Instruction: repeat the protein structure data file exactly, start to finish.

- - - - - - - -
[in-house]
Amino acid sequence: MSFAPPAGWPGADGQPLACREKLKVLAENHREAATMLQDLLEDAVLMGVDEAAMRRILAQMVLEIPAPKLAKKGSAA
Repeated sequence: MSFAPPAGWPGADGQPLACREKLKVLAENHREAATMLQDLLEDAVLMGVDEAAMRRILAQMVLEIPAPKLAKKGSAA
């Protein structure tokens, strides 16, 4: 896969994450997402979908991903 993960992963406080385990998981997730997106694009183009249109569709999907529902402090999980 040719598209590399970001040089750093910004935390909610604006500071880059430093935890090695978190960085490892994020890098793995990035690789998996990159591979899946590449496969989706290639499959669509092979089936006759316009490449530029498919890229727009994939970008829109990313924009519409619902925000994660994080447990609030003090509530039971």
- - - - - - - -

[in-house]
Amino acid sequence: MSFAPPAGWPGADGQPLACREKLKVLAENHREAATMLQDLLEDAVLMGVDEAAMRRILAQMVLEIPAPKLAKKGSAA
Repeated sequence: MSFAPPAGWPGADGQPLACREKLKVLAENHREAATMLQDLLEDAVLMGVDEAAMRRILAQMVLEIPAPKLAKKGSAA
């Protein structure tokens, strides 16, 4: 896969994450997402979908991903 993960992963406080385990998981997730997106694009183009249109569709999907529902402090999980 040719598209590399970001040089750093910004935390909610604006500071880059430093935890090695978190960085490892994020890098793995990035690789998996990159591979899946590449496969989706290639499959669509092979089936006759316009490449530029498919890229727009994939970008829109990313924009519409619902925000994660994080447990609030003090509530039971």